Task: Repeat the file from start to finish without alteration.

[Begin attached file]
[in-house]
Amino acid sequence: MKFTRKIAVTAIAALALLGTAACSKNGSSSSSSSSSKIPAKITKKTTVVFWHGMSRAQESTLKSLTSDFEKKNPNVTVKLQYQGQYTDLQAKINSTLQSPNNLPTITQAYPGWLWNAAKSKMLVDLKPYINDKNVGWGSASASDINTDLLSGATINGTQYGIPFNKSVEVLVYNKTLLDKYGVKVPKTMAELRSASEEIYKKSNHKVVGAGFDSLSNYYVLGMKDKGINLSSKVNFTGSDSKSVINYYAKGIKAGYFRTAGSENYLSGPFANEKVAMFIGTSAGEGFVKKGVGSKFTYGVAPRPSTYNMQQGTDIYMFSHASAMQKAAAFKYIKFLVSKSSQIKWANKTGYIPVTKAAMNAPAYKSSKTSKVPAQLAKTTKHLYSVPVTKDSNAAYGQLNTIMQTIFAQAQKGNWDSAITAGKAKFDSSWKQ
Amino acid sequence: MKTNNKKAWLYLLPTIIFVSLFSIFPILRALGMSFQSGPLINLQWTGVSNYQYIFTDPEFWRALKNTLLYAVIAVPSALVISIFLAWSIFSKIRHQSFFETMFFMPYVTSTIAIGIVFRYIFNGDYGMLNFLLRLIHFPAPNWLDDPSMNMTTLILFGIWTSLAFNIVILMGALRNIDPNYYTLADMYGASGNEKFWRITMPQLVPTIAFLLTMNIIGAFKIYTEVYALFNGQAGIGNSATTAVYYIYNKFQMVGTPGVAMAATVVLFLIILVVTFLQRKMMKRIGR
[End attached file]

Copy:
[in-house]
Amino acid sequence: MKFTRKIAVTAIAALALLGTAACSKNGSSSSSSSSSKIPAKITKKTTVVFWHGMSRAQESTLKSLTSDFEKKNPNVTVKLQYQGQYTDLQAKINSTLQSPNNLPTITQAYPGWLWNAAKSKMLVDLKPYINDKNVGWGSASASDINTDLLSGATINGTQYGIPFNKSVEVLVYNKTLLDKYGVKVPKTMAELRSASEEIYKKSNHKVVGAGFDSLSNYYVLGMKDKGINLSSKVNFTGSDSKSVINYYAKGIKAGYFRTAGSENYLSGPFANEKVAMFIGTSAGEGFVKKGVGSKFTYGVAPRPSTYNMQQGTDIYMFSHASAMQKAAAFKYIKFLVSKSSQIKWANKTGYIPVTKAAMNAPAYKSSKTSKVPAQLAKTTKHLYSVPVTKDSNAAYGQLNTIMQTIFAQAQKGNWDSAITAGKAKFDSSWKQ
Amino acid sequence: MKTNNKKAWLYLLPTIIFVSLFSIFPILRALGMSFQSGPLINLQWTGVSNYQYIFTDPEFWRALKNTLLYAVIAVPSALVISIFLAWSIFSKIRHQSFFETMFFMPYVTSTIAIGIVFRYIFNGDYGMLNFLLRLIHFPAPNWLDDPSMNMTTLILFGIWTSLAFNIVILMGALRNIDPNYYTLADMYGASGNEKFWRITMPQLVPTIAFLLTMNIIGAFKIYTEVYALFNGQAGIGNSATTAVYYIYNKFQMVGTPGVAMAATVVLFLIILVVTFLQRKMMKRIGR